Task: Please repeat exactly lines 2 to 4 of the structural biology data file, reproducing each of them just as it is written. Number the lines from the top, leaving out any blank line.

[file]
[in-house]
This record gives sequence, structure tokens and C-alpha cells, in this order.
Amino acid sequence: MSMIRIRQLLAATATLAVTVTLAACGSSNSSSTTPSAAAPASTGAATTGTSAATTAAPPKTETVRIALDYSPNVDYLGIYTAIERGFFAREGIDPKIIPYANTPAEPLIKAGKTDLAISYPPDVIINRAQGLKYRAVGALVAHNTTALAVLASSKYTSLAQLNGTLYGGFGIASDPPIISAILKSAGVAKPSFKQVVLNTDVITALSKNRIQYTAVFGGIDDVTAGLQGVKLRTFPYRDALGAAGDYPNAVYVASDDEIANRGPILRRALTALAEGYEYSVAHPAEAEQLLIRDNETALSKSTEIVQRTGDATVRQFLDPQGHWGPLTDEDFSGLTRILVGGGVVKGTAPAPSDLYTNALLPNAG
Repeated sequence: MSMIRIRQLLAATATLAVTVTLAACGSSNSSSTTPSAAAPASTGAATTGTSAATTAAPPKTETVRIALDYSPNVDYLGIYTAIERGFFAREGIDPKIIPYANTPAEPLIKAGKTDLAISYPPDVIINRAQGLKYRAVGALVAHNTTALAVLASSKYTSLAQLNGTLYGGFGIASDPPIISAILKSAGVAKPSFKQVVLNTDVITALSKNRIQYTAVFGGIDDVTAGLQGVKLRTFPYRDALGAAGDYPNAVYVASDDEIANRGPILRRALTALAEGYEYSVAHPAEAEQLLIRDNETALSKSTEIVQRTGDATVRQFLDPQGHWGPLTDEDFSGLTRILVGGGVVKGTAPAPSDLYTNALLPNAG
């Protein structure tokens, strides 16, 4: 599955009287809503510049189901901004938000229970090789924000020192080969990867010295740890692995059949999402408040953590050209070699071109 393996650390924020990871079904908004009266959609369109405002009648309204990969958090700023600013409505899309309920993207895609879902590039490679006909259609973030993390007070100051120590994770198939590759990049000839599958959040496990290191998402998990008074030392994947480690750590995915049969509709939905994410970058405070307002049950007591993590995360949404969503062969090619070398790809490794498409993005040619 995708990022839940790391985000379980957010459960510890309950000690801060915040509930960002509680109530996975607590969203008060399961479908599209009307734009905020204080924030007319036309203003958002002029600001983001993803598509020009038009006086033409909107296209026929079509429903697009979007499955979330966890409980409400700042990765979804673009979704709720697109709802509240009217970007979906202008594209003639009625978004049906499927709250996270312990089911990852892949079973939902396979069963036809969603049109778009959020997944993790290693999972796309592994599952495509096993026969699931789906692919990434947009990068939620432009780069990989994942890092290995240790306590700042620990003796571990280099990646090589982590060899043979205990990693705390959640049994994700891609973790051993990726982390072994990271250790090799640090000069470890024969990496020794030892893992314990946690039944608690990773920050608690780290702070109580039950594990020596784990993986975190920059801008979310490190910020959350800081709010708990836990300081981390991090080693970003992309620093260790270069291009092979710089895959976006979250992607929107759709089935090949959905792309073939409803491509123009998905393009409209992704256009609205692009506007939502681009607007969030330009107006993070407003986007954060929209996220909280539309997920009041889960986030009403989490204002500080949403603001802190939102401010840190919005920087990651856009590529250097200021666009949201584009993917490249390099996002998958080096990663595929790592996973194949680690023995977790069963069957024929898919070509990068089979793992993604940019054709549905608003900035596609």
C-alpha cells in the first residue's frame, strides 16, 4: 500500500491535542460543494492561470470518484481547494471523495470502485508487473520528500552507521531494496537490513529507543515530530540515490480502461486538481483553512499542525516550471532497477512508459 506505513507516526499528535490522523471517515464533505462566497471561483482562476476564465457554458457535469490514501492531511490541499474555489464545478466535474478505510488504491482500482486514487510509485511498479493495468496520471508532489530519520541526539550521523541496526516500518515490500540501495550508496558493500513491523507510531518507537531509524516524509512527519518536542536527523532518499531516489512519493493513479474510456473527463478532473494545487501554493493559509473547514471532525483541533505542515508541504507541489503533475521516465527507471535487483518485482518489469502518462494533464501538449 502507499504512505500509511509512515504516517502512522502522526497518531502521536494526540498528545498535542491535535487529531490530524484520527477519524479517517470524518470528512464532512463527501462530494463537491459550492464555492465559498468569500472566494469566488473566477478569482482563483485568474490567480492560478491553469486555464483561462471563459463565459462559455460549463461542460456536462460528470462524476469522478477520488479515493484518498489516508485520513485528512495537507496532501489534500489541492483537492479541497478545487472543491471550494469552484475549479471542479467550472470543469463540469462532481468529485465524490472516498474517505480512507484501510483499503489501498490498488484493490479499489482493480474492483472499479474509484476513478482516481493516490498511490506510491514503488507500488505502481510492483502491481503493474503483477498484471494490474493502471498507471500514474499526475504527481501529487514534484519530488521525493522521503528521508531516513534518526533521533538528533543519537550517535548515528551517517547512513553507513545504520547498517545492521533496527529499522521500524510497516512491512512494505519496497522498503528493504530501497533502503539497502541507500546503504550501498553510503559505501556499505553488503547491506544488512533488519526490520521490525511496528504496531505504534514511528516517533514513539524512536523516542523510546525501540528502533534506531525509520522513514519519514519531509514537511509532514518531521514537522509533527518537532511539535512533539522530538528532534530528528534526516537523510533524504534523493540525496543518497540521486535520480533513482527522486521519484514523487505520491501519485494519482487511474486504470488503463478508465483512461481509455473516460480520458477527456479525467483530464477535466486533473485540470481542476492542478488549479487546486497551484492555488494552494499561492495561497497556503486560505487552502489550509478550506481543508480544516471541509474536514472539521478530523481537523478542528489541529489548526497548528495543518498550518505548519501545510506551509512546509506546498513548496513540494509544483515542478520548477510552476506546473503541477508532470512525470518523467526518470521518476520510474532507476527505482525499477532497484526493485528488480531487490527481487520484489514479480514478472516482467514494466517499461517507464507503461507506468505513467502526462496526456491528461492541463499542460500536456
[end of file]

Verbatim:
This record gives sequence, structure tokens and C-alpha cells, in this order.
Amino acid sequence: MSMIRIRQLLAATATLAVTVTLAACGSSNSSSTTPSAAAPASTGAATTGTSAATTAAPPKTETVRIALDYSPNVDYLGIYTAIERGFFAREGIDPKIIPYANTPAEPLIKAGKTDLAISYPPDVIINRAQGLKYRAVGALVAHNTTALAVLASSKYTSLAQLNGTLYGGFGIASDPPIISAILKSAGVAKPSFKQVVLNTDVITALSKNRIQYTAVFGGIDDVTAGLQGVKLRTFPYRDALGAAGDYPNAVYVASDDEIANRGPILRRALTALAEGYEYSVAHPAEAEQLLIRDNETALSKSTEIVQRTGDATVRQFLDPQGHWGPLTDEDFSGLTRILVGGGVVKGTAPAPSDLYTNALLPNAG
Repeated sequence: MSMIRIRQLLAATATLAVTVTLAACGSSNSSSTTPSAAAPASTGAATTGTSAATTAAPPKTETVRIALDYSPNVDYLGIYTAIERGFFAREGIDPKIIPYANTPAEPLIKAGKTDLAISYPPDVIINRAQGLKYRAVGALVAHNTTALAVLASSKYTSLAQLNGTLYGGFGIASDPPIISAILKSAGVAKPSFKQVVLNTDVITALSKNRIQYTAVFGGIDDVTAGLQGVKLRTFPYRDALGAAGDYPNAVYVASDDEIANRGPILRRALTALAEGYEYSVAHPAEAEQLLIRDNETALSKSTEIVQRTGDATVRQFLDPQGHWGPLTDEDFSGLTRILVGGGVVKGTAPAPSDLYTNALLPNAG